This site uses cookies to improve your experience and to provide services and advertising. By continuing to browse, you agree to the use of cookies described in our Cookies Policy. You may change your settings at any time but this may impact on the functionality of the site. To learn more see our Cookies Policy.
Dublin: 3 °C Tuesday 18 February, 2020

DUP defends councillors who posed in front of tricolour-burning bonfire

The DUP said Tinsley attended the events in her own capacity, not as deputy mayor of Armagh.

DUP councillors Margaret and James Tinsley.
DUP councillors Margaret and James Tinsley.
Image: Margaret Tinsley/Facebook

THE DUP HAS defended two of its councillors who were criticised for posing for photographs as the Irish national flag was burned on a bonfire.

Margaret Tinsley, who is deputy lord mayor of Armagh, posted the photo of herself and her husband beside the Edenderry bonfire in Portadown, Co Armagh on Monday. 

Her husband James Tinsley is a Lisburn and Castlereagh councillor.

“Brilliant bonfire. Well done to all the volunteers. Always a great start to the July celebrations,” she posted on Facebook following the commemorative bonfire as part of Twelfth of July celebrations.

The photo shows the tricolour on top of the burning bonfire which Sinn Féin councillor Keith Haughian has described as “absolutely unacceptable”.  

“The deputy mayor is supposed to represent everyone in the borough, but glorifying this type of activity is deeply offensive to large sections of our society.

“Burning of flags, posters and effigies on bonfires is wrong and have been rightly described by the PSNI as hate crimes,” he said.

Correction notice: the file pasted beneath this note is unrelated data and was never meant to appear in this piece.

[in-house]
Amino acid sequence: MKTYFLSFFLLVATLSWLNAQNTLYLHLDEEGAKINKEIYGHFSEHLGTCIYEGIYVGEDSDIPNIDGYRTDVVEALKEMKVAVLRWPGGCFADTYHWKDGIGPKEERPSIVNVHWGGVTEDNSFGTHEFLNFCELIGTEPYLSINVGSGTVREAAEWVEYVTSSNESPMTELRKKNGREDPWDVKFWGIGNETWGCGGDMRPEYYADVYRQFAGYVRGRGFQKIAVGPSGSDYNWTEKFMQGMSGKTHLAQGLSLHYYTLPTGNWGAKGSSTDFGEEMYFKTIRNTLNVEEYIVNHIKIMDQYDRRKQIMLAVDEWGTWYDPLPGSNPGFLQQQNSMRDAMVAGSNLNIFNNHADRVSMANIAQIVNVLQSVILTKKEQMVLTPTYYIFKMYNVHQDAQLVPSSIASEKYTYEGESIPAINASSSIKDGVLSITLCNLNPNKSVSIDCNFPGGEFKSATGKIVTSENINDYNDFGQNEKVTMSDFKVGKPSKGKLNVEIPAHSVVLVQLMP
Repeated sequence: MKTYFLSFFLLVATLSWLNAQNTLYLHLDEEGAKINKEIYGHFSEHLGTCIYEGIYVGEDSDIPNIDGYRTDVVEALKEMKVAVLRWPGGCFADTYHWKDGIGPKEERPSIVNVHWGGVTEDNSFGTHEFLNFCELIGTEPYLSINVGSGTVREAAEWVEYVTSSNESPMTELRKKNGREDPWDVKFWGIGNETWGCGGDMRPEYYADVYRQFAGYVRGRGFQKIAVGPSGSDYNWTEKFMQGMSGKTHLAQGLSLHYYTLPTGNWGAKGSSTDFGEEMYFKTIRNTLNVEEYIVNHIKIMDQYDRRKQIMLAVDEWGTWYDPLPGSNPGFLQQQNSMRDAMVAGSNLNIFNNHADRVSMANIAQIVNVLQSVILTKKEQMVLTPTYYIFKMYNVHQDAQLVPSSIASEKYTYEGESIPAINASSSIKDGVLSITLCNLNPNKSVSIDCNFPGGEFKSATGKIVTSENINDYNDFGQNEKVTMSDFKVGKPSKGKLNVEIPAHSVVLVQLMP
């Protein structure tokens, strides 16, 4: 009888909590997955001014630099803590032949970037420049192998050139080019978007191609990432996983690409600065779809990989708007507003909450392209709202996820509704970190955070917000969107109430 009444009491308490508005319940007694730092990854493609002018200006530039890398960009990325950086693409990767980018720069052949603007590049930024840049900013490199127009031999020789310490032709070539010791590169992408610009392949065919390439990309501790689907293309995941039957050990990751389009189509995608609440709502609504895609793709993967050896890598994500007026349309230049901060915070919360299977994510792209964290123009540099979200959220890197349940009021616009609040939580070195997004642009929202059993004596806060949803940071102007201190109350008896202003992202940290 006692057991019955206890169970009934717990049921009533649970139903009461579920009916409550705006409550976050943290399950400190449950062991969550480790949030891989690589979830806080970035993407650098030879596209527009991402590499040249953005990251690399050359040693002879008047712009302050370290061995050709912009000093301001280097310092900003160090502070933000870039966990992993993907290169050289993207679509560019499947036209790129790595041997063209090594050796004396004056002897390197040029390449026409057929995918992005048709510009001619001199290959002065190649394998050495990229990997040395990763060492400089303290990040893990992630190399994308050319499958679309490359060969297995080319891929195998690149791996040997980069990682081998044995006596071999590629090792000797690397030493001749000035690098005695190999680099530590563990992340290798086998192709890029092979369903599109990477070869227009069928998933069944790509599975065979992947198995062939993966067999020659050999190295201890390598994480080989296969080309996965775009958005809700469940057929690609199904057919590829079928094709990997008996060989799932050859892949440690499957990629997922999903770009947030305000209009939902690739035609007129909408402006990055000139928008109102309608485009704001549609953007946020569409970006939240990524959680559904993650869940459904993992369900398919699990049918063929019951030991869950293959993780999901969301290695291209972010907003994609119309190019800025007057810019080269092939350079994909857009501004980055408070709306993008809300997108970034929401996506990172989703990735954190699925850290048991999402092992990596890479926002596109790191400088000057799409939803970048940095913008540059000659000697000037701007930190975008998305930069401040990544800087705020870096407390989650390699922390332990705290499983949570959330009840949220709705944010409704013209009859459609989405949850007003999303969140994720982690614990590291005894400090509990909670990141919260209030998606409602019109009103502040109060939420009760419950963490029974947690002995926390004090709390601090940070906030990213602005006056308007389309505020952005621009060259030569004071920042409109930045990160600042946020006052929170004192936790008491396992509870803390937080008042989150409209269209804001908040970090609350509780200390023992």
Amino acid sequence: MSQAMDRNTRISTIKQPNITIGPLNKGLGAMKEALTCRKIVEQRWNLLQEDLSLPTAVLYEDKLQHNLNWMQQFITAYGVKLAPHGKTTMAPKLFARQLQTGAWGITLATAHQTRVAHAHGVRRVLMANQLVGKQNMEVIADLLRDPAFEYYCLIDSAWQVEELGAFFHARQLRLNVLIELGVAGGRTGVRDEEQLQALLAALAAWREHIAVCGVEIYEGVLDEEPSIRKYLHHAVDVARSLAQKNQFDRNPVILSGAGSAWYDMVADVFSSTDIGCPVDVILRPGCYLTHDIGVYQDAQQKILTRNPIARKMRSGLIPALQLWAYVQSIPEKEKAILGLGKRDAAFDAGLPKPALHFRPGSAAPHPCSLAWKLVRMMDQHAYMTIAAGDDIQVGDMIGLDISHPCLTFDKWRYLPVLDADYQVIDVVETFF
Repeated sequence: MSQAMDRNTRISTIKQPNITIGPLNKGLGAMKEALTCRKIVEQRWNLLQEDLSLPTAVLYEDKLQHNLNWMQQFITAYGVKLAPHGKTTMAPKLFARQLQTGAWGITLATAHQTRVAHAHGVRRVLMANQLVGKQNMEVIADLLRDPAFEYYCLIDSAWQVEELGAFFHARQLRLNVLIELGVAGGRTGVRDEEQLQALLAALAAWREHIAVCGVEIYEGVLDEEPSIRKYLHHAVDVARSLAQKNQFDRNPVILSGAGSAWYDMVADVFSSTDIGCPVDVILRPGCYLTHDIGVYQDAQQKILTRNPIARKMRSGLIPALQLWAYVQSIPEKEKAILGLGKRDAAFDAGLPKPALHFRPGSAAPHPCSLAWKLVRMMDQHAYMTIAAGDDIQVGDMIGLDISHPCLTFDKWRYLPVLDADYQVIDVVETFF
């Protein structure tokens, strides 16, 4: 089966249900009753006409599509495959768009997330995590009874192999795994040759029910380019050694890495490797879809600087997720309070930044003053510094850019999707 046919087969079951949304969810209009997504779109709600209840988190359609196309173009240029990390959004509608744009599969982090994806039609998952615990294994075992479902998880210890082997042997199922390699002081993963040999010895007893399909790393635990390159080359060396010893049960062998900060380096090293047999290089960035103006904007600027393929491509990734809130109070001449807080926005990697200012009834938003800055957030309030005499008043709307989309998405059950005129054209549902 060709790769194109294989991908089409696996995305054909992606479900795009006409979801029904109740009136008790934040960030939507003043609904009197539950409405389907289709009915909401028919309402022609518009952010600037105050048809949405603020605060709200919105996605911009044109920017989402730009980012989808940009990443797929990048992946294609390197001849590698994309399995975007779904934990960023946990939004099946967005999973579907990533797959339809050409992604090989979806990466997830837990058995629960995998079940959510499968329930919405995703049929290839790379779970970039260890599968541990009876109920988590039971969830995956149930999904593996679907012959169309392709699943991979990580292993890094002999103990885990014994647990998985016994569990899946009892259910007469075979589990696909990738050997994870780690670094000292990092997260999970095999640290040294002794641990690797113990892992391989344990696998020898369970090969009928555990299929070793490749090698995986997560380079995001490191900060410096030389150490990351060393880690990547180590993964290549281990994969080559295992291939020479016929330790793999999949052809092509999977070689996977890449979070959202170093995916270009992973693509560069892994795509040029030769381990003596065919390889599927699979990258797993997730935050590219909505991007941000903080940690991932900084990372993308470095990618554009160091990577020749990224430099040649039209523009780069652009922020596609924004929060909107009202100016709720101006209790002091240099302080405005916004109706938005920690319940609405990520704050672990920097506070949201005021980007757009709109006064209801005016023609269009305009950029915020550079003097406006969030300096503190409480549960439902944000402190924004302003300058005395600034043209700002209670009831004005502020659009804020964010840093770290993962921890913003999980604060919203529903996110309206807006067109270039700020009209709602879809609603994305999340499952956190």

The Sinn Féin councillor for Lurgan called on the DUP to discipline the deputy mayor.  

PastedImage-35636 Source: Margaret Tinsley/Facebook

In response, a DUP spokesperson said that Margaret Tinsley attended the events in her own capacity and not as deputy mayor for Armagh, Banbridge and Craigavon, with Alderman James Tinsley. 

“The DUP has been clear in the past that culture is not the burning of flags or posters.

Sinn Féin are not in the position to lecture when it comes to commemorative events within their own community. Respect for each other’s culture works both ways.

“Both communities should work to express culture in a dignified way,” the spokesperson said. 

  • Share on Facebook
  • Email this article

About the author:

Adam Daly

Read next:


This is YOUR comments community. Stay civil, stay constructive, stay on topic. Please familiarise yourself with our comments policy here before taking part.
write a comment

    Leave a commentcancel